IF you have other hardware installed or attached to the system that are not a part of the systems covered by the motherboard drivers, then go to the support page for THAT component and check to see if there are newer drivers available for that as well. If there are, install them.


Third,

Make sure your memory is running at the correct advertised speed in the BIOS. This may require that you set the memory to run at the XMP profile settings. Also, make sure you have the memory installed in the correct slots and that they are running in dual channel which you can check by installing CPU-Z and checking the Memory and SPD tabs. For all modern motherboards that are dual channel memory architectures, from the last ten years at least, if you have two sticks installed they should be in the A2 (Called DDR4_1 on some boards) or B2 (Called DDR4_2 on some boards) which are ALWAYS the SECOND and FOURTH slots over from the CPU socket, counting TOWARDS the edge of the motherboard EXCEPT on boards that only have two memory slots total. In that case, if you have two modules it's not rocket science, but if you have only one, then install it in the A1 or DDR4_1 slot.



Fourth (And often tied for most important along with an up-to-date motherboard BIOS),

A clean install of the graphics card drivers. Regardless of whether you "already installed the newest drivers" for your graphics card or not, it is OFTEN a good idea to do a CLEAN install of the graphics card drivers. Just installing over the old drivers OR trying to use what Nvidia and AMD consider a clean install is not good enough and does not usually give the same result as using the Display Driver Uninstaller utility. This has a very high success rate and is always worth a shot.


If you have had both Nvidia and AMD cards installed at any point on that operating system then you will want to run the DDU twice. Once for the old card drivers (ie, Nvidia or AMD) and again for the currently installed graphics card drivers (ie, AMD or Nvidia). So if you had an Nvidia card at some point in the past, run it first for Nvidia and then after that is complete, run it again for AMD if you currently have an AMD card installed.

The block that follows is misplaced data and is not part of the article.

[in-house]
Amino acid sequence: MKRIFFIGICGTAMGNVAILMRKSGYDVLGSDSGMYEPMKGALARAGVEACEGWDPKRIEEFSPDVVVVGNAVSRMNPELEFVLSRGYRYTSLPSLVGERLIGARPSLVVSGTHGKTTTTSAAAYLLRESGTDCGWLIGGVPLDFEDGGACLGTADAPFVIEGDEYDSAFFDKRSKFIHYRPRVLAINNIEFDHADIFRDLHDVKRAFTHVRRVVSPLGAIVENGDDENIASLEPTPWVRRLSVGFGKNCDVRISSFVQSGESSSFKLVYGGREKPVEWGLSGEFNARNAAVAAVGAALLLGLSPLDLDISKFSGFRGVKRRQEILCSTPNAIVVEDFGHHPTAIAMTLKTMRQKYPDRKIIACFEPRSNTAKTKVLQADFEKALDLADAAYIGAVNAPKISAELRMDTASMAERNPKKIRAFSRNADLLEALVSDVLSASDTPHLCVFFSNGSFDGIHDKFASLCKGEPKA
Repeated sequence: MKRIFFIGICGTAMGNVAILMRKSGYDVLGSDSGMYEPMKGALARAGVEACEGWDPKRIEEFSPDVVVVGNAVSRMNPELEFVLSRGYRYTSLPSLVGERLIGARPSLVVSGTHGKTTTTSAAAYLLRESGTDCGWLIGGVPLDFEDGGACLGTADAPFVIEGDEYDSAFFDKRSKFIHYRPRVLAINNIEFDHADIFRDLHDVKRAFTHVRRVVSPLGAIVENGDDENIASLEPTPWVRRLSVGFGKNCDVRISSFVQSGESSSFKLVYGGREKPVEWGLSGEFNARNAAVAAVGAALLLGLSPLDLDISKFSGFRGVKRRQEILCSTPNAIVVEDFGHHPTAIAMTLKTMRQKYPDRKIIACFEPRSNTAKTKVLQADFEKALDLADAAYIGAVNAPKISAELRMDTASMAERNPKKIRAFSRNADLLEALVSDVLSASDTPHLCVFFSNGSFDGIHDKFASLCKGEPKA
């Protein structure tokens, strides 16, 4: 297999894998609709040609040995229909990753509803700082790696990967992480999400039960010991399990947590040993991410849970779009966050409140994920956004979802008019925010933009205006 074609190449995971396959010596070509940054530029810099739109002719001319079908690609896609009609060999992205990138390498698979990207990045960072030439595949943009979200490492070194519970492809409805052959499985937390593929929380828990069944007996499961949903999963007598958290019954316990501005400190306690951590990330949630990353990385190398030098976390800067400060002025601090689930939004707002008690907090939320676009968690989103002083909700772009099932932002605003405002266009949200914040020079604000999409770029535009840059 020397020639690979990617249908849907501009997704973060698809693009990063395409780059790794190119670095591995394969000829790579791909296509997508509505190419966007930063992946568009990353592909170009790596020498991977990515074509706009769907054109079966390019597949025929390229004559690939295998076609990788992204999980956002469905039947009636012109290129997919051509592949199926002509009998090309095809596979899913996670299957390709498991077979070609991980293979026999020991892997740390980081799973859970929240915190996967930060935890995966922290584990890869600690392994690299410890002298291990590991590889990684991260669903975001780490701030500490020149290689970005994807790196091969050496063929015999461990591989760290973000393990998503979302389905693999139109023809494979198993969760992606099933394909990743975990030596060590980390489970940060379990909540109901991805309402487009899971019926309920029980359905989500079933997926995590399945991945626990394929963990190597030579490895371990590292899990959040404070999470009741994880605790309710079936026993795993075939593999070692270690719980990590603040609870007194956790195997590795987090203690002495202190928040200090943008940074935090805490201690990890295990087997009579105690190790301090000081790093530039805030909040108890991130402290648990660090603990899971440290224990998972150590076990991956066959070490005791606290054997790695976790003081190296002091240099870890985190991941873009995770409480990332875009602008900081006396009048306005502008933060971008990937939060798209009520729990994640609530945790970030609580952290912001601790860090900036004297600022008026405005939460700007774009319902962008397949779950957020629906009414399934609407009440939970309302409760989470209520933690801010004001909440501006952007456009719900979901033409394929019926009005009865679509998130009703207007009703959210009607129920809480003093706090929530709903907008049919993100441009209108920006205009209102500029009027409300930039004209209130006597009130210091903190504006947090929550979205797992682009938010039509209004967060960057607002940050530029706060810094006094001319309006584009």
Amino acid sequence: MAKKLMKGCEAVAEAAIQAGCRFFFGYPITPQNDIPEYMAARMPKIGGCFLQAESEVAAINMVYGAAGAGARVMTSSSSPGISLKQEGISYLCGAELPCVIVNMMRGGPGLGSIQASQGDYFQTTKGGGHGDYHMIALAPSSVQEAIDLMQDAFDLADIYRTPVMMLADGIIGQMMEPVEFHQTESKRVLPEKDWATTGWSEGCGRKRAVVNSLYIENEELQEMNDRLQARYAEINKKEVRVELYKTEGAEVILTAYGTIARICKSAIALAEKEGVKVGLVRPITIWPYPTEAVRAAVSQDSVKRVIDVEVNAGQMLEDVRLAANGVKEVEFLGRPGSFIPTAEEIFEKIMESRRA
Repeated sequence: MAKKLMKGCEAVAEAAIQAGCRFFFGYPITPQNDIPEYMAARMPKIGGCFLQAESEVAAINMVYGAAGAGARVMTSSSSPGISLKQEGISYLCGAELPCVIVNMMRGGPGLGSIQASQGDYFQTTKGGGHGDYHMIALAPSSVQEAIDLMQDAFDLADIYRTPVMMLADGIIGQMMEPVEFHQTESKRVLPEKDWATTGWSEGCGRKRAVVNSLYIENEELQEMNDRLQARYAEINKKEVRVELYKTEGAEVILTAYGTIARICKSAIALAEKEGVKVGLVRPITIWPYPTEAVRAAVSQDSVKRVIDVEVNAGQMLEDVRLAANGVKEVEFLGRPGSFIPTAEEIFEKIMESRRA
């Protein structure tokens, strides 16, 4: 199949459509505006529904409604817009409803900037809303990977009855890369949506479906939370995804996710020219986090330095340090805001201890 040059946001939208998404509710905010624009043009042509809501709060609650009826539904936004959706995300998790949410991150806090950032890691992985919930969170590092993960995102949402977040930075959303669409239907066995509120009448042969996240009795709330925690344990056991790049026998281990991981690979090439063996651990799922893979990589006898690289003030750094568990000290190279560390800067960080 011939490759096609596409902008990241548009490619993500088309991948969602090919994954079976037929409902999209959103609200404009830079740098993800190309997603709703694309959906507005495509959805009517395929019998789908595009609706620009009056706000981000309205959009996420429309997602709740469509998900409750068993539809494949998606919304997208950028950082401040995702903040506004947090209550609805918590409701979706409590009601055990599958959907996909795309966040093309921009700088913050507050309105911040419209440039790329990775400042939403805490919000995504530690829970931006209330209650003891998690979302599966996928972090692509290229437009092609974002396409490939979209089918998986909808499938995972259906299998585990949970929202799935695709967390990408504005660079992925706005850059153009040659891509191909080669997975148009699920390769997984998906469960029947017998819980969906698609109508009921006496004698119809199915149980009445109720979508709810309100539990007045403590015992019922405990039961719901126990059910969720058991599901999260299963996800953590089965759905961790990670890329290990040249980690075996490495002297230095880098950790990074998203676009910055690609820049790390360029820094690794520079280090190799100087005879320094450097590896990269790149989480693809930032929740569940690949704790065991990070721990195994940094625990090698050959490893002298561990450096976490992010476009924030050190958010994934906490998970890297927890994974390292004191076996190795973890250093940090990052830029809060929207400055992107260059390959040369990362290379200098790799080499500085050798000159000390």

And lAnd last, but not least, if you have never done a CLEAN install of Windows, or have upgraded from an older version to Windows 10, or have been through several spring or fall major Windows updates (OR if you have installed ANY, EVEN REMOTELY QUESTIONABLE SOFTWARE, ESPECIALLY ANYTHING THAT'S BEEN PIRATED), it might be a very good idea to consider doing a clean install of Windows (AND THEN NOT PUT THAT QUESTIONABLE OR PIRATED SOFTWARE BACK ON) if none of these other solutions has helped. IF you are using a Windows installation from a previous system and you didn't do a clean install of Windows after building the new system, then it's 99.99% likely that you NEED to do a CLEAN install before trying any other solutions.


How to do a CLEAN installation of Windows 10, the RIGHT way
 

arsenal009

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Alright, I will try the steps you stated.
BTW, for my motherboard to detect my displays, I have to boot in CSM mode instead of UEFI.
I had to disconnect my graphics card and connect a display to the integrated graphics card to make the switch from UEFI to CSM. I'm assuming my graphics card (Asus ROG-STRIX-RX580-O8G-GAMING) is not being detected in UEFI mode?
Is that normal? Or is there a way to fix that?
 
Last edited:

arsenal009

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Ok, I did a clean install on a GPT storage.
Now I am unable to get any display to show up with my GPU connected to my motherboard. Either in UEFI or CSM mode...

Display only works now when GPU is disconnected and monitor is connected via display port or HDMI to integrated graphics card.

Any ideas?
 
Last edited:

arsenal009

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I should also mention I updated the bios & did a hard bios reset. I'm unable to get a display with my GPU connected to the motherboard in UEFI or CSM mode.
I tried with an older GPU and I still have the same issue.
 

Darkbreeze

Retired Mod
Are you talking no display at all, or no display in Windows? Are you able to get a display prior to it loading windows?